Starving orcas and Snake River dams | Guest Column

by Scott Herning

for Southern Resident Killer Whale

Chinook Salmon Initiative

Recently, a contingent of San Juan Islanders joined three hundred fishermen, Native Americans, farmers, orca activists, business owners and conservationists to advocate breaching four federal dams on the lower Snake River in Southeast Washington. Canoes, kayaks, rafts and drift-boats filled the Snake River near Pullman, Washington. People came from as far away as Alabama to paddle three miles to Lower Granite Dam.  There, boaters unfurled a massive floating banner that read: “Free the Snake.”

The protesters carried signs reading: “A River of Negligible Use. – Corps of Engineers” or “Something is Happening Here…” Another sign read “More Salmon, More Orcas.”

What was going on here? How could the Snake River, the largest tributary of the Columbia River, be thought of as insignificant by our government? Together these rivers were once the greatest salmon producers on earth.

How could removing dams save orcas? Easy. The dams have been killing millions of Chinook salmon for nearly 50 years.

Chinook, one of four species of ESA-listed salmon on the Snake, is the preferred prey for the Southern Resident orcas. Starvation is a top threat facing these highly social whales. NOAA’s 2008 Recovery Plan states; “…the single greatest change in food availability for Resident Orcas since the late 1800s has been the decline of salmon from the Columbia basin.”

The Center for Biological Diversity petitioned NOAA to include these orcas as Endangered; that happened in 2005. A decade later the federal government is again being challenged, this time to revise the Southern Resident critical habitat to include coastal waters, which, of course, includes the mouth of the mighty Columbia River.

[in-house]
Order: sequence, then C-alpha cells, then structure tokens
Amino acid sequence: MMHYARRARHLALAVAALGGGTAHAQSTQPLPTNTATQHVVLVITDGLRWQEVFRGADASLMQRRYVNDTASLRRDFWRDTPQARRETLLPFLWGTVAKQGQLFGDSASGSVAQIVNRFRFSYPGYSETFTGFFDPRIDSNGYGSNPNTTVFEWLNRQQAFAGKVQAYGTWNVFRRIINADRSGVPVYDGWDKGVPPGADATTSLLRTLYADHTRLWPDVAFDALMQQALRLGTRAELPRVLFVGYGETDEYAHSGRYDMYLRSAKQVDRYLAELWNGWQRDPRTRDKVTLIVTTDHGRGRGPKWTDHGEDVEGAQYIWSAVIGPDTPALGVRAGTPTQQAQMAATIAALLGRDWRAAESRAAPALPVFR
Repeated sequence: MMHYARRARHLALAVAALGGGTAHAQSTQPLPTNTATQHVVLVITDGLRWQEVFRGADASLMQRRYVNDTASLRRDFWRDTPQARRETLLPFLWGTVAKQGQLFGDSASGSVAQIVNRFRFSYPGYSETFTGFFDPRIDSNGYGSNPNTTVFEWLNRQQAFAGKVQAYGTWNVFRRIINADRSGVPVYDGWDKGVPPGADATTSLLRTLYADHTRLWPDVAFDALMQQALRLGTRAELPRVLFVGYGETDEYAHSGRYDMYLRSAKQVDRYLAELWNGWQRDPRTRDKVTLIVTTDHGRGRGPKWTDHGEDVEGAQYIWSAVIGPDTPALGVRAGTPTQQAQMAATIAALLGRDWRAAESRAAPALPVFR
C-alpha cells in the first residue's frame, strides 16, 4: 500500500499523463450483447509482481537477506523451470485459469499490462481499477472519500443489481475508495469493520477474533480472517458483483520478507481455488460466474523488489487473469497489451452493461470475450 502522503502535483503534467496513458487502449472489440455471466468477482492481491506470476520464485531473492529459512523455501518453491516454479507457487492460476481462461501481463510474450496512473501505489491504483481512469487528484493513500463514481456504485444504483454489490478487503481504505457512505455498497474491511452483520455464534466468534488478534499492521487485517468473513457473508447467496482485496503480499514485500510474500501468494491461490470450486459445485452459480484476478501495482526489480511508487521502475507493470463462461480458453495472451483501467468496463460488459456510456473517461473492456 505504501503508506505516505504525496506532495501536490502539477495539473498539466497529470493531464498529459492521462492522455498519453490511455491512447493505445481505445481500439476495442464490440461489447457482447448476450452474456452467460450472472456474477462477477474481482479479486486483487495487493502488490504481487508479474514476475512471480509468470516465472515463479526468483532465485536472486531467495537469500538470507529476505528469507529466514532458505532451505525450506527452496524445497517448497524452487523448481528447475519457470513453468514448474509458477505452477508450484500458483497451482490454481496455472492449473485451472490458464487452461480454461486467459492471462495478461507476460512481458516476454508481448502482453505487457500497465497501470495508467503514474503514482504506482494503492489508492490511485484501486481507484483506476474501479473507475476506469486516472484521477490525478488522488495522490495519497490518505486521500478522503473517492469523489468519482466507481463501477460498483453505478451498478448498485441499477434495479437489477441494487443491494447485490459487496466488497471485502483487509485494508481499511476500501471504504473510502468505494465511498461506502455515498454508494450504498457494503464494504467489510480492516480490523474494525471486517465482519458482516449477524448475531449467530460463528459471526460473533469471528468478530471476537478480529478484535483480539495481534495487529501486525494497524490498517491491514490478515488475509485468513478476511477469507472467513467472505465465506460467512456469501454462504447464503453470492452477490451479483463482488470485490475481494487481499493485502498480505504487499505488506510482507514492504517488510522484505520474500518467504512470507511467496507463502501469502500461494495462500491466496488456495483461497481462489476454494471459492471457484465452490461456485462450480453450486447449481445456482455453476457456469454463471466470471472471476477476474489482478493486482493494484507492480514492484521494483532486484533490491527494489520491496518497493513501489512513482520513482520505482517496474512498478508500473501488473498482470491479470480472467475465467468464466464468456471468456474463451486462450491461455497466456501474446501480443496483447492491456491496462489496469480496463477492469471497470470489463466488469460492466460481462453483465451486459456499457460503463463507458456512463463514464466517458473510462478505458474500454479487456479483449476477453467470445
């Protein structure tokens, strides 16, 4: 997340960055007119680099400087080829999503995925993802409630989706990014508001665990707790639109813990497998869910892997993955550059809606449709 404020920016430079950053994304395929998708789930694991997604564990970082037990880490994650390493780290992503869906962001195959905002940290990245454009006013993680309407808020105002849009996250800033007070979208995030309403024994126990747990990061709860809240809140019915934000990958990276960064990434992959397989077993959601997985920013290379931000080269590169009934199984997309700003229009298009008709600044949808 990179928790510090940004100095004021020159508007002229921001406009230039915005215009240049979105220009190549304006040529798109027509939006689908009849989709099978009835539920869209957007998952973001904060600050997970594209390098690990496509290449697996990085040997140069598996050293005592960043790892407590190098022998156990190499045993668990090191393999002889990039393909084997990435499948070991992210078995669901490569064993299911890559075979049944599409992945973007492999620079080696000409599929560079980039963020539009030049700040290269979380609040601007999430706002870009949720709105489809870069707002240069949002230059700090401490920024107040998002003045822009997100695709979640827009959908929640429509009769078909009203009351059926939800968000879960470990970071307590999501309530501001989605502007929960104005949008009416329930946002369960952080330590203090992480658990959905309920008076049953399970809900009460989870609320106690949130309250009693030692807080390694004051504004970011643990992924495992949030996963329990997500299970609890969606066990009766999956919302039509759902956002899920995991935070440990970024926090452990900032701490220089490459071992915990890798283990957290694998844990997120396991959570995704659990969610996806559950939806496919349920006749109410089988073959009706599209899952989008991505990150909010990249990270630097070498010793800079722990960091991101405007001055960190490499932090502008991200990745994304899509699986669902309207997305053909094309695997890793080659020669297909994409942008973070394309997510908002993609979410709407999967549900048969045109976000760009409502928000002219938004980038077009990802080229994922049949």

Dam hydropower mistakenly has been thought of as clean energy. That is changing. According to a University of Cincinnati biogeochemist, in 2012 a large Ohio reservoir emitted as much methane, a potent greenhouse gas, as roughly 5800 dairy cows emit over an entire year. Add this to the fact that the lower Snake dams impede access to 5500 miles of cool, climate change resistant salmon spawning and rearing streams, and you have a strong new case that hydropower from dams is indeed ‘dirty energy.’

In the past year, close to 150,000 citizens (through petitions and email campaigns) have supported breaching the four lower Snake River dams to save salmon and orcas. The issue has reached national media attention with articles appearing in National Geographic, Huffington Post, and The New York Times. Leading environmental organizations such as Endangered Species Coalition, Patagonia, Oceana and Whale and Dolphin Conservation are also on board.

Use your superpower. Call our Commander-in-Chief (202-456-1111) and Senators Murray (206-553-5545) and Cantwell (206-220-6400) to tell them we support breaching the four lower Snake River dams to save the Southern Resident orcas. We owe it to the forty-five Southern Resident orcas who were violently captured and sold to marine parks during the construction of these dams. Only one of those Southern Residents remains alive in captivity today, Tokitae, aka Lolita.

Take action at Learn more about the four lower Snake Dams at



Scott Herning is a graphic artist for the Islands’ Sounder.